This year, I’m privileged to work with a talented artist, a dedicated leader, a natural interpretive hike planner and a fungi fanatic. Each of these skills enriches the eastern Ontario stewardship team and make us the dynamic force we are. Over the years I’ve learned from skilled carpenters, data entry wizards and expert canoe captains. Sometimes, these talented youth just need a supportive, encouraging environment to explore their own interests, and I’m proud to play a small role in that journey.
But don’t just take my word for it! Hear for yourself what eastern Ontario conservation technicians have to say about their experience in the program:
“I came to NCC from a city life with nothing but a deep appreciation for nature. Now, I feel that I can not only ID various plants, but I have a deeper appreciation for the biodiversity and lush nature outside the city. The way everything in our ecosystem works as one to thrive is beautiful.” – Isabelle Roy (2021)
"Having such an incredible team that is so similar in personalities but so diverse in skills and talents made our eastern Ontario crew one of the best I’ve worked with. I’ve learned so much from everyone, developed an incredible network of new friends and seen so many environments that only a privileged few get to see. I’m so thankful to have been a part of the NCC family!" – Ashley Harricharan (2021)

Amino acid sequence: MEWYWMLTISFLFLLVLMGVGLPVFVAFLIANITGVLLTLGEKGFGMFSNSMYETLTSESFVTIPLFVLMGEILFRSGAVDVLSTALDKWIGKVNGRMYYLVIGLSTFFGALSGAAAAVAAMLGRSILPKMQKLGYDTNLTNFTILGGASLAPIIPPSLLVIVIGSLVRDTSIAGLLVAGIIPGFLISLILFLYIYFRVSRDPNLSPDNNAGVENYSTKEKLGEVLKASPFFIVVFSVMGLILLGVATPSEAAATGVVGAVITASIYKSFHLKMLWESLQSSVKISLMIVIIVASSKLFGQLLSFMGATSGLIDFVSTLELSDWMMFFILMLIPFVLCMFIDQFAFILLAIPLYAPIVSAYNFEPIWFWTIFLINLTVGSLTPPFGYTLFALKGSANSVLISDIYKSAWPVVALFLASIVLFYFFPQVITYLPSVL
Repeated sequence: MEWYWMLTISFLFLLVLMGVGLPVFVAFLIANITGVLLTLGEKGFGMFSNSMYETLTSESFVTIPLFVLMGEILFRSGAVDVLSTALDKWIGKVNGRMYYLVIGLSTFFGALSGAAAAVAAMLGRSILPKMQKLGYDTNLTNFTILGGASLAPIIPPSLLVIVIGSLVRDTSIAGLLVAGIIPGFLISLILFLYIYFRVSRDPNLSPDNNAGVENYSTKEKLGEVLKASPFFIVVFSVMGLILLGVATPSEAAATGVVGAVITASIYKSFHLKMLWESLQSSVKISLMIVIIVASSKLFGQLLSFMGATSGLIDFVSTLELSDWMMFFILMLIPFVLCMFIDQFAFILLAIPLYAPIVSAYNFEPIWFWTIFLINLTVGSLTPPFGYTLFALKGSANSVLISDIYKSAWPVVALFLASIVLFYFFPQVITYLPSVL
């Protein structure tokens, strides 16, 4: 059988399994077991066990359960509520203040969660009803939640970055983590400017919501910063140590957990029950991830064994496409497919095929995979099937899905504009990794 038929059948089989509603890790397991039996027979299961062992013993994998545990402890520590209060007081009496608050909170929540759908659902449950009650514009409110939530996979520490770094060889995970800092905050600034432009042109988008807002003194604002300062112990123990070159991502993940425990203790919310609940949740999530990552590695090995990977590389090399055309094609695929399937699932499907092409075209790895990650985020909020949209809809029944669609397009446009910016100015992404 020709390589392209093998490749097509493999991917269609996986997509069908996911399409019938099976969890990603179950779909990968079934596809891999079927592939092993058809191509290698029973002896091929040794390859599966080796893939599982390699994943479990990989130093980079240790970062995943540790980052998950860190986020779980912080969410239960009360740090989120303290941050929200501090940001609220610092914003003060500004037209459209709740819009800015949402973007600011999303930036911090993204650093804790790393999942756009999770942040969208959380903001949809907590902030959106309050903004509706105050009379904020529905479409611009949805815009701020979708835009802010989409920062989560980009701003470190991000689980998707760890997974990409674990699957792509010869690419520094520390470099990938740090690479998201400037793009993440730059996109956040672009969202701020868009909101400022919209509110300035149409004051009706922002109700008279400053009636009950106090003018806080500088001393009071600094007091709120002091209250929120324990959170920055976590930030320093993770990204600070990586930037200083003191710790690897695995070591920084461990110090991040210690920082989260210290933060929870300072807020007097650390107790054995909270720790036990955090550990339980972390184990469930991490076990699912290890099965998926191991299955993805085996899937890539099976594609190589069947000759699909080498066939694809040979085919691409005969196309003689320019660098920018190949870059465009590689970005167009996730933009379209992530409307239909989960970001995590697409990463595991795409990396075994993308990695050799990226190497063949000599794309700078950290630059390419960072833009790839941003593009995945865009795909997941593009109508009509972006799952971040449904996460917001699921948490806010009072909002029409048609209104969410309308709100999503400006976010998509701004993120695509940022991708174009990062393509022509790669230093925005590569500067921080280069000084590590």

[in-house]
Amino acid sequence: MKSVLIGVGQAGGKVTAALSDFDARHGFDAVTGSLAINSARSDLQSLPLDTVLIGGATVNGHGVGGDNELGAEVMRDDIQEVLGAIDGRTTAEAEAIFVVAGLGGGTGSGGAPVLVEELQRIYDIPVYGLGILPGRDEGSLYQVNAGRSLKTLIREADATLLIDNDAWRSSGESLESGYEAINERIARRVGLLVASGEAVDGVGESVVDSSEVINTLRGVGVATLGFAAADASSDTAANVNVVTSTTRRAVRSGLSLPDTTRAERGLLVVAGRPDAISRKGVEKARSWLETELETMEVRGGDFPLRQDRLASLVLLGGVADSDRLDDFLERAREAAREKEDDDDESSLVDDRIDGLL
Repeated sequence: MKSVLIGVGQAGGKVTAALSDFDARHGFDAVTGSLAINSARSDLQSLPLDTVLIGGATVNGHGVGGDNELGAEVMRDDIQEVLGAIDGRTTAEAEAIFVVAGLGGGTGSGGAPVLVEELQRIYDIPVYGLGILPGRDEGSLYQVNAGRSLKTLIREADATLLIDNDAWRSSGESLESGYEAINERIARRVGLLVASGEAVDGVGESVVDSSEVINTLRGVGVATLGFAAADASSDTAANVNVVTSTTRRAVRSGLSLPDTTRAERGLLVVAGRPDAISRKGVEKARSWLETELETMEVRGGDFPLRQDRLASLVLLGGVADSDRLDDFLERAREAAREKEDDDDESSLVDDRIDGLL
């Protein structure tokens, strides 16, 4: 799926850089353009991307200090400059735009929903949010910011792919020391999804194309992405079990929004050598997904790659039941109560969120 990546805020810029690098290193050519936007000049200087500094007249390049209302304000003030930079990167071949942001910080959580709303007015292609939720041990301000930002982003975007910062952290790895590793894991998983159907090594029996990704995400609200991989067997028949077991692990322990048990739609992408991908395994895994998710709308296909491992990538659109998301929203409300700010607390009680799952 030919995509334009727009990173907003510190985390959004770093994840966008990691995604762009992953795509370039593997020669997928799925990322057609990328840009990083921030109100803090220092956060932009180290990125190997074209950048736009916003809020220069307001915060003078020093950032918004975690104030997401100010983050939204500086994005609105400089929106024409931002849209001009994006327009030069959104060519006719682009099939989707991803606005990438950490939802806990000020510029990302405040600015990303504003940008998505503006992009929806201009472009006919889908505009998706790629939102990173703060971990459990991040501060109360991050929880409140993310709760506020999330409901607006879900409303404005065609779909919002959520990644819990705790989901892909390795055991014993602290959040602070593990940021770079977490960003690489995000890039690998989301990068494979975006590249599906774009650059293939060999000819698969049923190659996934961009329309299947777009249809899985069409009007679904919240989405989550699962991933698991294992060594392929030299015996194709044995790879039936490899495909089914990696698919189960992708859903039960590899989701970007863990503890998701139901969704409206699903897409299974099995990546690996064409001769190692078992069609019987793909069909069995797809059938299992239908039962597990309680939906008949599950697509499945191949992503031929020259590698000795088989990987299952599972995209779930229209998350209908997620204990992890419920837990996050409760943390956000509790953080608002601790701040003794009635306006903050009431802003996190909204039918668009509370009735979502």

“I’ve always had a love for science, nature and being active, all mixed with a strong sense of curiosity. My time as a conservation technician taught me so much about the natural world, what it takes to steward land and influenced me to pursue a career in conservation. It gave me the chance to see what it was like to have a job that left me feeling motivated to make a positive impact. Four years later and I’m continually inspired by the land I work on, the people I work with and the mission NCC stands behind.” – Ally Belanger (2017)
I dedicate this blog to all of our technicians, past, present and future. Thank you for the energy you bring to the team. Thank you for reminding me every day why I love my job. Thank you for showing me that the future of conservation is bright. I have immeasurable pride watching you achieve success in your careers, whether you’re going back to school, taking on a new job or travelling the world to get a broader conservation perspective. You may only be with me for a few months, but know that your legacy lives on in eastern Ontario indefinitely.